Senate Democrats called on federal agencies Wednesday to investigate the practice by major telecommunications companies of selling location data generated by subscribers’ mobile devices following an undercover investigation by a security reporter that shed new light on a black market trade.
In a report Tuesday, Motherboard reporter Joseph Cox described the process he had used to acquire the location data of a mobile phone from a source in the bail bond industry. For $419, he was able to acquire the location of the phone with little to no fuss. The data he received reportedly included longitude and latitude coordinates accurate up to roughly 0.3 miles.
According to Cox, the source claimed to have received the data from a firm called Microbit. While posing as a potential customer, he was able to confirm that Microbit was geolocating phones on behalf of bail bondsman. The firm received the data from a location “aggregator” called Zumigo, which had in turn purchased it directly from T-Mobile.
Senators Kamala Harris, Ron Wyden, and Mark Warner called on the appropriate federal agencies to investigate, namely the Federal Communications Commission.
T-Mobile told Gizmodo in response to the story that it had “blocked access to device location data for any request submitted by Zumigo.” The company also stated that it was working to fulfil its promise made last summer to sever ties with third-party data aggregators. “We are nearly finished with that process,” it said.
But those assurances are unlikely to dissuade privacy hawks in Congress who’ve long been critical of the way companies such as T-Mobile, AT&T, and Sprint appear to exert few controls over how private phone data is handled once its sold off in bulk to “middlemen” companies, which serve among others, marketing firms, emergency services, and, apparently, bounty hunters.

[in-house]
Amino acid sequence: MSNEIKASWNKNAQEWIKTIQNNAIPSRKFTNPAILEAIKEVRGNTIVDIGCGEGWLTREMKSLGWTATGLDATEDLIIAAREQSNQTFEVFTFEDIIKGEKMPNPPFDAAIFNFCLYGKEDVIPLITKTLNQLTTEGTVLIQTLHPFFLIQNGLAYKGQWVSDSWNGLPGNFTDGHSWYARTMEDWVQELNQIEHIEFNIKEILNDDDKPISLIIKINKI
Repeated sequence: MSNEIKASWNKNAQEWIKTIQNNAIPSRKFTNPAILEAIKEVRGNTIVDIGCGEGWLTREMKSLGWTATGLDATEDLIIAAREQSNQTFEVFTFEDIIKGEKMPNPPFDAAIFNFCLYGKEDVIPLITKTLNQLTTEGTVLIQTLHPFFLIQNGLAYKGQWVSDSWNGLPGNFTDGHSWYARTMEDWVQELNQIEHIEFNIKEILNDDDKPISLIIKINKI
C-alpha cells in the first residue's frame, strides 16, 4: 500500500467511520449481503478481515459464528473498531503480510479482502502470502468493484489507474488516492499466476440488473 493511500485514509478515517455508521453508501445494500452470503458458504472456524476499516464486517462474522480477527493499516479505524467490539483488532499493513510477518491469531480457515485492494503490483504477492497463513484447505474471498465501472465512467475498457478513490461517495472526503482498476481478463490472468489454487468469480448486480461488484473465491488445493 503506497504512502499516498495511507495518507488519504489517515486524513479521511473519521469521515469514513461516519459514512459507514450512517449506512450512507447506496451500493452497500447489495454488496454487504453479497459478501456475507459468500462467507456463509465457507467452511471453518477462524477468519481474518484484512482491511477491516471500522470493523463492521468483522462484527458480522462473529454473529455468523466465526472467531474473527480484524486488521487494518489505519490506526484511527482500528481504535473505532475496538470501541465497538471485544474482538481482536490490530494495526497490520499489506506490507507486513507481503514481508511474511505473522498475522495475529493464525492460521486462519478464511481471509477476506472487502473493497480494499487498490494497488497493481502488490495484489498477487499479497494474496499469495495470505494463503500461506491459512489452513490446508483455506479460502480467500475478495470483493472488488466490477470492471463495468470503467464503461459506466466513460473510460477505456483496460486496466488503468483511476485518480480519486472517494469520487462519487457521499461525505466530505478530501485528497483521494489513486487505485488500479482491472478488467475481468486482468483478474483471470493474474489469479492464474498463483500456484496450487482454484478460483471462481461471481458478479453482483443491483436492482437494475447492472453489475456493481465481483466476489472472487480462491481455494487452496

Harris, who has served on the Senate’s intelligence and homeland security committees, was quick to frame the issue—“if true”—as a threat to national security.
“The American people have an absolute right to the privacy of their data, which is why I’m extraordinarily troubled by reports of this system of repackaging and reselling location data to unregulated third party services for potentially nefarious purposes,” the junior senator from California said.
Added Harris: “The FCC needs to immediately investigate these serious security concerns and take the necessary steps to protect the privacy of American consumers.”
The commission’s senior Democrat, Jessica Rosenworcel, concurs. She tweeted Tuesday: “The FCC needs to investigate. Stat.”
Warner, the Senate’s top Democrat on intelligence oversight, called on Congress to hold hearings over the teleco’s practices, telling Motherboard that regulators ought to ensure that consumers are better informed about how their data is bought and sold. Warner further averred that policymakers have been for years “kept in the dark” about the commercialization of consumer data.
Wyden, widely regarded as Washington’s leading lawmaker on matters where privacy and security intersect, circulated draft legislation late last year to combat this issue specifically.
The bill, which had little hope of passing in the Republican-controlled body, would’ve imposed stiff fines and even criminal penalties on executives who knowingly misled federal regulators about data-handling practices. In a nod to the Sarbanes-Oxley Act, which requires executive officers to certify and approve company financial reports, the bill would require companies of significant size to produce data protection reports certified by top executives.
It would have further expanded the scope of the Federal Trade Commission’s authority to pursue privacy violators; at present, it can’t even penalise first-time corporate offenders.
Wyden, who urged Senate colleagues on Tuesday to take up the bill, reiterated in a statement to Motherboard: “It’s time for Congress to step in and pass strong privacy legislation, like my bill, to safeguard our data and hold companies accountable when they fail.”
The telecom industry has “failed again and again,” he said, “to protect Americans’ information.”